When an author follows up a book called When God was a Rabbit with one called A Year of Marvellous Ways, potential readers are likely to be alerted to the fact that Sarah Winman is no ordinary author and these books are no ordinary books. The titles hint at something rather extraordinary and the discovery within the first few pages of this latest book that Marvellous Ways is actually the name of the protagonist amply confirms it. Even the opening line is a teaser, “So here she was, old now, standing by the roadside waiting” because we do not know where “here” is, who “she “is or what she is “waiting” for. So most of the conventions of openings, that they root the reader in a time, a character and a place, are broken. Readers, therefore, are forewarned: this book will not yield its secrets quickly or easily and narrative conventions may be played around with. In short, you may have to work a little harder than you usually do!
All of which brings us to ‘magic realism’, a term which seems these days to be used as something of a catch-all for any writing that extends beyond the bounds of strict reality. And certainly Sarah Winman pushes at those bounds with Marvellous’ mother believed to have been a mermaid, bread baked to taste in accordance with the emotions of the baker and the face of a lover seen emerging in an egg white dissolved in water, to name but a few instances. Winman’s magic realism certainly leaves the everyday world behind but it does so from a hard core of emotional and literal reality, which makes it all the more successful in my view. The result is quirky rather than outrageously bizarre.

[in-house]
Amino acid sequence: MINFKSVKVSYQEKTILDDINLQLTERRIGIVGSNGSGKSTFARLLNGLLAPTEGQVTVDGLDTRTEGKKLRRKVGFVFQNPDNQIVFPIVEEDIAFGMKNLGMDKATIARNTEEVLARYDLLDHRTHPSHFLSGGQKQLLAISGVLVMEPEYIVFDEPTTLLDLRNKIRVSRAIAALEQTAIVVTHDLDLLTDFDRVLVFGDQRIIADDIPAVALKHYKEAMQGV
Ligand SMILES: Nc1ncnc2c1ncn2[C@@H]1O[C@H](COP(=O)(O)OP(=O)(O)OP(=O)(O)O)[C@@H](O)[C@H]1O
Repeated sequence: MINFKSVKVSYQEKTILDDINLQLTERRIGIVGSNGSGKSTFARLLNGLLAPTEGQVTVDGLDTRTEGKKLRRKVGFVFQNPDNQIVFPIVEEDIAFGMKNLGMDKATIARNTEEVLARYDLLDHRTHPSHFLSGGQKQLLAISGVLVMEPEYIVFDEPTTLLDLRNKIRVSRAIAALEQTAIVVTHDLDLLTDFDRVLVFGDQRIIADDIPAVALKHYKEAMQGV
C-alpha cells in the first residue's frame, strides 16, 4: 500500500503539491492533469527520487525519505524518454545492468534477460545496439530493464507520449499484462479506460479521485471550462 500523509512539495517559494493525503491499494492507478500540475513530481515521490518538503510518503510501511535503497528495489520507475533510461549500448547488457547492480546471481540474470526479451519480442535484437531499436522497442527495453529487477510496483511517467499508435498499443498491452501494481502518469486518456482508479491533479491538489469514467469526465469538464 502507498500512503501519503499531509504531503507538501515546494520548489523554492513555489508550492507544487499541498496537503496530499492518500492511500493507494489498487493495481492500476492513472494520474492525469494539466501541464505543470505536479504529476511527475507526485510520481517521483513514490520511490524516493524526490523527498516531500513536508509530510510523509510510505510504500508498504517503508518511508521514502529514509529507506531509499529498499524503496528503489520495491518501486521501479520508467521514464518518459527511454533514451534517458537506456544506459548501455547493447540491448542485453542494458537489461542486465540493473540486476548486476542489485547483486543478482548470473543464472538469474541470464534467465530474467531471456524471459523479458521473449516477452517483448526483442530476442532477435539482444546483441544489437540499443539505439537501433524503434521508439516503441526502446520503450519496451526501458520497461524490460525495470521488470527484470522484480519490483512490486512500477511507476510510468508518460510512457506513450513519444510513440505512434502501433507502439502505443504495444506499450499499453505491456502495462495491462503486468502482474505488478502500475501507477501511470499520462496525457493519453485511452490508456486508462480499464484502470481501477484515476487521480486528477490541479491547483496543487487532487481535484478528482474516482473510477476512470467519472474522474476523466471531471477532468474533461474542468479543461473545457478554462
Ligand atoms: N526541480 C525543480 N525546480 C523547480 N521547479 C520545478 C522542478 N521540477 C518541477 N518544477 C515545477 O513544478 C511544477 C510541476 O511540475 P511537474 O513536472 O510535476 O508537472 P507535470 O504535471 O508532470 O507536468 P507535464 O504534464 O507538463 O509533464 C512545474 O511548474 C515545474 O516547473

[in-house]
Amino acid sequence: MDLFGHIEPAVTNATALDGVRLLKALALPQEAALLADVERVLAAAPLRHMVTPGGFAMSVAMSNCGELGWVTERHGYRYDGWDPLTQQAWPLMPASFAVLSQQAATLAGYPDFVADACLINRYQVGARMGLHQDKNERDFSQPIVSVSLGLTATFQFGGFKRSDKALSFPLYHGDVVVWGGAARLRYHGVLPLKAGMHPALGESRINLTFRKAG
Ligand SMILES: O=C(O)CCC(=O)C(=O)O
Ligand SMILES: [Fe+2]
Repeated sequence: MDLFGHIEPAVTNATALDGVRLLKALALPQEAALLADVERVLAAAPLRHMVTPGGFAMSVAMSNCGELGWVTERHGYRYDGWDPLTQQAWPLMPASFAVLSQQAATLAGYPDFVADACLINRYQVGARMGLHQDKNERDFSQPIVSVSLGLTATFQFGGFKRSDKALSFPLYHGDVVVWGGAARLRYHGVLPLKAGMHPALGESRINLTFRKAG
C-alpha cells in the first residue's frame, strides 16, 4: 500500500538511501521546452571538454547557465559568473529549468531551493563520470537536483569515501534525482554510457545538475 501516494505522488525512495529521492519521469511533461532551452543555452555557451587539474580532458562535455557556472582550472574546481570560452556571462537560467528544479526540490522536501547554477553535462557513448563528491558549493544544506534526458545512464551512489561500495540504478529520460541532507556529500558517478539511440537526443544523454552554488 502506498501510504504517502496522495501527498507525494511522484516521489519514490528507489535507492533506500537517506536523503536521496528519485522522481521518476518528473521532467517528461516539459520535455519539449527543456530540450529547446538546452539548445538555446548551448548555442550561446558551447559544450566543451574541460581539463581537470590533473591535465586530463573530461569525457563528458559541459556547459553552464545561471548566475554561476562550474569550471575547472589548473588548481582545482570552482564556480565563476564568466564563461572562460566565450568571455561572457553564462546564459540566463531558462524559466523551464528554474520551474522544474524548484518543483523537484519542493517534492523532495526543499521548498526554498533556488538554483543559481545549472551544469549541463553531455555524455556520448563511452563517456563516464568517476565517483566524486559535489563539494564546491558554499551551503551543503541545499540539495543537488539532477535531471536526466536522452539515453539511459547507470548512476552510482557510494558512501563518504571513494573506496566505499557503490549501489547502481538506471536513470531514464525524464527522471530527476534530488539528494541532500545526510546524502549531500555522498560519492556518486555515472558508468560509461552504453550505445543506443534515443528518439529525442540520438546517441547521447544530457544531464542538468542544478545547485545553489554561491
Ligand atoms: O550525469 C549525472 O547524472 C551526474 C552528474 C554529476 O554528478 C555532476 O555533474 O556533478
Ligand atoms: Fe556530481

It is 1947 and Marvellous, now eighty nine, waits without knowing what or for whom she is waiting. It turns out to be Francis Drake, not the famed explorer but a war torn soldier on his way back to England via France with a letter he has agreed to deliver to the father of a fallen comrade. The war sits as a residue behind much of the novel and its impact has been vividly depicted earlier when another returned soldier shouts his surrender to a hermit crab (yes, really) and blasts his heart clean from his chest with his father’s shotgun.
The damage to Drake’s heart and psyche is not as extreme but there is still much work to be done if Marvellous is to heal him. She tells him stories of her own life and her own loves and these form a major part of the book. She is an immensely appealing character, dignified and wise, living close to nature in a caravan on a creek close to a chapel. Winman gradually unravels Marvellous’ past and slowly links appear between apparently disparate characters and strands of the narrative in a satisfying way.
A Year of Marvellous Ways is an extraordinary book. Winman writes beautifully, elegantly, imaginatively and poetically, and she has a good story to tell. I thoroughly enjoyed it and my daughter and wife absolutely loved it.
A longer version of this review appeared in The Star (Malaysia) www.star2.com/culture/books.